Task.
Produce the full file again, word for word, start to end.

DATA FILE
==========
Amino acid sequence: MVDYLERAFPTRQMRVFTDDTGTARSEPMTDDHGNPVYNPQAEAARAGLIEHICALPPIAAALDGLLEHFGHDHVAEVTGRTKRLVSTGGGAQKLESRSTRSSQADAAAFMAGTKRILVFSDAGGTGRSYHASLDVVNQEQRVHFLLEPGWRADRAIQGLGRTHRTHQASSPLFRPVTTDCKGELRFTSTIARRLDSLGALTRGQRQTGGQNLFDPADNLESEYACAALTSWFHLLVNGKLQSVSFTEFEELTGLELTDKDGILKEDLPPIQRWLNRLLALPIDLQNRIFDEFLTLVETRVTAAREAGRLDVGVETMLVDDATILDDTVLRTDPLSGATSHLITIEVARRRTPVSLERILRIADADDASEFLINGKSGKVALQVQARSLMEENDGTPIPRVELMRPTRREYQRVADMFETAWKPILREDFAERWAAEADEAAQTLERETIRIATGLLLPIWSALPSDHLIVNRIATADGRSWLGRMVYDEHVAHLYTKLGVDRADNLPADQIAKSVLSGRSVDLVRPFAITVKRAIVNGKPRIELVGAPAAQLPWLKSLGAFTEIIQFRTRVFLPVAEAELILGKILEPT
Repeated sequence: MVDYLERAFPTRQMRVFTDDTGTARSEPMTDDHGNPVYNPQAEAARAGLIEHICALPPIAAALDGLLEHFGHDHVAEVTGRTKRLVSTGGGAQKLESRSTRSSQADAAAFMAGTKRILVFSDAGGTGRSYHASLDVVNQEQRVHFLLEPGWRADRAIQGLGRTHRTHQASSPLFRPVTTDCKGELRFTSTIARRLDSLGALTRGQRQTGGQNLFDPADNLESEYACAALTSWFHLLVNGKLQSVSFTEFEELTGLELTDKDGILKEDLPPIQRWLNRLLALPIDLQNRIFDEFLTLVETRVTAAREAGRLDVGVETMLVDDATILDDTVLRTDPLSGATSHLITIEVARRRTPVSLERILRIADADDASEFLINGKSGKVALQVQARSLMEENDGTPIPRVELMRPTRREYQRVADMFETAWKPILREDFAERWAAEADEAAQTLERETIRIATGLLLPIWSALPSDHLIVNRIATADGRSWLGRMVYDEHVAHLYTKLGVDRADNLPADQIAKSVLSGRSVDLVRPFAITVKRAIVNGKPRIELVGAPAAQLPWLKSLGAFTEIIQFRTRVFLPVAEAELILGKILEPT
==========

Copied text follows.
Amino acid sequence: MVDYLERAFPTRQMRVFTDDTGTARSEPMTDDHGNPVYNPQAEAARAGLIEHICALPPIAAALDGLLEHFGHDHVAEVTGRTKRLVSTGGGAQKLESRSTRSSQADAAAFMAGTKRILVFSDAGGTGRSYHASLDVVNQEQRVHFLLEPGWRADRAIQGLGRTHRTHQASSPLFRPVTTDCKGELRFTSTIARRLDSLGALTRGQRQTGGQNLFDPADNLESEYACAALTSWFHLLVNGKLQSVSFTEFEELTGLELTDKDGILKEDLPPIQRWLNRLLALPIDLQNRIFDEFLTLVETRVTAAREAGRLDVGVETMLVDDATILDDTVLRTDPLSGATSHLITIEVARRRTPVSLERILRIADADDASEFLINGKSGKVALQVQARSLMEENDGTPIPRVELMRPTRREYQRVADMFETAWKPILREDFAERWAAEADEAAQTLERETIRIATGLLLPIWSALPSDHLIVNRIATADGRSWLGRMVYDEHVAHLYTKLGVDRADNLPADQIAKSVLSGRSVDLVRPFAITVKRAIVNGKPRIELVGAPAAQLPWLKSLGAFTEIIQFRTRVFLPVAEAELILGKILEPT
Repeated sequence: MVDYLERAFPTRQMRVFTDDTGTARSEPMTDDHGNPVYNPQAEAARAGLIEHICALPPIAAALDGLLEHFGHDHVAEVTGRTKRLVSTGGGAQKLESRSTRSSQADAAAFMAGTKRILVFSDAGGTGRSYHASLDVVNQEQRVHFLLEPGWRADRAIQGLGRTHRTHQASSPLFRPVTTDCKGELRFTSTIARRLDSLGALTRGQRQTGGQNLFDPADNLESEYACAALTSWFHLLVNGKLQSVSFTEFEELTGLELTDKDGILKEDLPPIQRWLNRLLALPIDLQNRIFDEFLTLVETRVTAAREAGRLDVGVETMLVDDATILDDTVLRTDPLSGATSHLITIEVARRRTPVSLERILRIADADDASEFLINGKSGKVALQVQARSLMEENDGTPIPRVELMRPTRREYQRVADMFETAWKPILREDFAERWAAEADEAAQTLERETIRIATGLLLPIWSALPSDHLIVNRIATADGRSWLGRMVYDEHVAHLYTKLGVDRADNLPADQIAKSVLSGRSVDLVRPFAITVKRAIVNGKPRIELVGAPAAQLPWLKSLGAFTEIIQFRTRVFLPVAEAELILGKILEPT